Investors are getting on the Mark
ASHLAND -- A group of Los Angeles investors has filed a reorganizationplan in U.S. Bankruptcy Court in Eugene to renovate and reopen the MarkAntony Hotel next year.
Act Two Ltd., a corporation formed by the investors, would buy the hotelfor $1,175,000, according to the plan.
Act Two has bought a small claim against the hotel's owner, Stand-Corp. of Reno, Nev., which gives it standing to propose a plan in BankruptcyCourt.
Stand- also filed a reorganization plan Friday, proposing to keep thehotel open for two more years while the owner continues to seek a purchaseror investors.
And an Ashland man, Leonard Gotshalk, 48, said that another group ofinvestors from New York was working with Stand- to purchase the hotel.
Bankruptcy Court Judge Albert Radcliffe would review the plans on Wednesday.
The historic hotel at 212 E. Main St. closed this week after the cityof Ashland shut off its power for failure to pay an electric bill. Ashlandofficials said they switched off the power because a $6,600 electric billremained unpaid after two months.
The hotel has been in financial trouble for years. Stand- has soughtprotection from creditors under Chapter 11 of the federal Bankruptcy Act.
Stand- had the exclusive right to offer a reorganization plan for 120days after its original filing on April 23.
When that deadline passed in August, a creditor such as Act Two, couldcome forward with its own plan.
Act Two filed its plan with the court this week.
Eugene attorney Carolyn Wade, who represents Act Two, was out of theoffice on Friday. Her associate, Wilson Bo Muhlheim, said theplan provides a faster, more cost-effective alternative to a Chapter 7 liquidation.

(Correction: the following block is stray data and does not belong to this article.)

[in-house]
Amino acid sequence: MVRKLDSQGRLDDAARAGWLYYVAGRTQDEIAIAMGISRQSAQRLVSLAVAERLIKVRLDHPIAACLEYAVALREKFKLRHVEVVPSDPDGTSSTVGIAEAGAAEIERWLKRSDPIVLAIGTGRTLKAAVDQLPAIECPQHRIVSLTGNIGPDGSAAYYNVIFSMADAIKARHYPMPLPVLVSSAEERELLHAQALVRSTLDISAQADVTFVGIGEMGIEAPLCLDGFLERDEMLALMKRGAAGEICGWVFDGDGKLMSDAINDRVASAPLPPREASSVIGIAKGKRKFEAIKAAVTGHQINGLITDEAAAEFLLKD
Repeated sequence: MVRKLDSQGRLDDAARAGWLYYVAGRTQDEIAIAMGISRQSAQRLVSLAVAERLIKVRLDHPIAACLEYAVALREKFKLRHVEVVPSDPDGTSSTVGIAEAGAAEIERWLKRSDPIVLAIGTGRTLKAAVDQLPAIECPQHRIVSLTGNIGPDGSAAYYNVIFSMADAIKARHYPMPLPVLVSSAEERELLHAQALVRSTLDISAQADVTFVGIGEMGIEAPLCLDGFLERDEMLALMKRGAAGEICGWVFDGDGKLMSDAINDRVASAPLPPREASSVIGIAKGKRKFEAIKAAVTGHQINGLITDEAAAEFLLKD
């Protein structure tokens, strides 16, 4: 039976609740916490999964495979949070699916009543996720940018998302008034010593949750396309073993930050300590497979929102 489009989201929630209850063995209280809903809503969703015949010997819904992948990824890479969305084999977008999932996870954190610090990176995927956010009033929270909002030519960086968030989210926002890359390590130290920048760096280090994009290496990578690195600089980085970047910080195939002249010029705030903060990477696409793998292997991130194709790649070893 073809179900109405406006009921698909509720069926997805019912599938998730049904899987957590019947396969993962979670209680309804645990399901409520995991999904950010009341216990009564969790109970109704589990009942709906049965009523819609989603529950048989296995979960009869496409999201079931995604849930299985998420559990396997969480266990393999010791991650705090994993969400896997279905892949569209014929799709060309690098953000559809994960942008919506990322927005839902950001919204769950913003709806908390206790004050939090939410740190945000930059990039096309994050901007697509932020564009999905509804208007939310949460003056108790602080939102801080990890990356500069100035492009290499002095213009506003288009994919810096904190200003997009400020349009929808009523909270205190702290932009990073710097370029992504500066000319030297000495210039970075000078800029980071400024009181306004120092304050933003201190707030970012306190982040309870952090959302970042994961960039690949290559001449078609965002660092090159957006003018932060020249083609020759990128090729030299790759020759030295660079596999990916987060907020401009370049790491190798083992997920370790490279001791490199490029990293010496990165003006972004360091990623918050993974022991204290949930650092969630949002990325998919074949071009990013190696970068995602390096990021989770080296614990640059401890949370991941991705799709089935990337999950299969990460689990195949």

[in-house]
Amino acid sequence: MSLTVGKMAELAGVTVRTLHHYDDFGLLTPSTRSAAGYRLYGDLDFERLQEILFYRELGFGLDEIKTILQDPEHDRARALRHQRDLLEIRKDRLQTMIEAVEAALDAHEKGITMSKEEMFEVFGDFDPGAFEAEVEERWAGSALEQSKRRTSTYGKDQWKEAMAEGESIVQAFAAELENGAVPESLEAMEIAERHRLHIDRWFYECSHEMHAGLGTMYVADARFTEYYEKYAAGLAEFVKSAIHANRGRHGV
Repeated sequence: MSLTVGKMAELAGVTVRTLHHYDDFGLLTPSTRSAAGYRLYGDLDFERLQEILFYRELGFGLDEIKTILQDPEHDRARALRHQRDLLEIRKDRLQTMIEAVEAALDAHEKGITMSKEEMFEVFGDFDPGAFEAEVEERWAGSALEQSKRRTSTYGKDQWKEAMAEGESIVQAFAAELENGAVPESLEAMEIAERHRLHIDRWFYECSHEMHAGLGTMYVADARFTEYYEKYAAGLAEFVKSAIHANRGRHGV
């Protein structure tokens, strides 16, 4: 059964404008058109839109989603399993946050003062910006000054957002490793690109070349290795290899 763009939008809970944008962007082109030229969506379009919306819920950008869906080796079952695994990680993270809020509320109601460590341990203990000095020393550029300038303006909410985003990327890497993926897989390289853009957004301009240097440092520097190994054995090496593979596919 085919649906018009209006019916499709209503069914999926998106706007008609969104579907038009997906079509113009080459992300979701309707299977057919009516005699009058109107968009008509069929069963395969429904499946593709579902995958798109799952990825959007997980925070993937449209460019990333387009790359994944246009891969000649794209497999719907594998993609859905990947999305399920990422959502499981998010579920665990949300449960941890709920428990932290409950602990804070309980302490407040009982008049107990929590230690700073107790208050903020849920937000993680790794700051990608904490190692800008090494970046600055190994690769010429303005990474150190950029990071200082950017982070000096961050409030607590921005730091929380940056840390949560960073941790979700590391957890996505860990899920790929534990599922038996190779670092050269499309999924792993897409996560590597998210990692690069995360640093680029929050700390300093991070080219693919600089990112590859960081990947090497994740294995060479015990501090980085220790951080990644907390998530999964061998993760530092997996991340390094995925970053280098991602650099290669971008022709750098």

Muhlheim said the Act Two investors don't want the hotel's antique furnishingsand propose that those be sold to help satisfy creditors. They want onlythe building.
They want to gut it and turn it into a first-class operation,he said. I've been involved with two, maybe three bankruptcies ofthe Mark Antony. The problem is, everybody wants to just throw on a newcoat of paint and call that remodeling.
Ashland attorney Thomas Howser, who prepared Act Two's corporation papers,said Muhlheim is the guru of bankruptcy in Oregon. He said theAct Two investors do not wish to be identified at this time.
The clients are interested in seeing that as many local creditorsare paid off so they can get a good start in this community, Howsersaid.
Stand- filed a reorganization plan at 3:22 on Friday afternoon, narrowlybeating a 4:30 deadline.
The Stand- plan proposed keeping the hotel open for two more yearswhile the owners continue to seek a purchaser or investors. If that fails,the hotel would be liquidated.
At 4:25 p.m. Friday, these were the only two plans filed with bankruptcycourt.
But Gotshalk said on Friday that he is working as a middleman betweenStand- President Joe Burkhardt and a group of three or four individualsfrom New York who want to purchase the hotel.
He said that Keith Boyd, a Grants Pass attorney for Stand-, filed areorganization plan Friday that requests time for this New York group toconduct a 60-day market analysis of the hotel.
If the analysis proves the hotel could be profitable, the New York investorswould put up $1.5 million to pay off creditors and then renovate the hotel.
That's the plan, Gotshalk said. To renovate it andopen it as a first-class motel.
He declined to name the investors.
Boyd, reached at home, refused to confirm whether he filed the plan describedby Gotshalk.
Meanwhile, Paul Garrick of the office of the U.S. Bankruptcy Trusteehas filed a motion to dismiss the Chapter 11 or convert it to a Chapter7 liquidation.
A hearing on that motion is scheduled Wednesday. If it is converted toa Chapter 7, reorganization plans will no longer be considered.
Pacific Coast Investment Co., the hotel's second largest creditor afterthe Internal Revenue Service, also filed a motion on Monday to convert ordismiss the Chapter 11 action. The Seattle mortgage company is owed $552,000by Stand-.
The hotel's manager reportedly said when the hotel closed for good onMonday that the owners have no money to pay the attorneys to convert theirbankruptcy to a Chapter 7, said Joan Stevens-Schwenger, a spokeswoman forthe Oregon Bureau of Labor and Industries.
Burkhardt could not be reached for comment.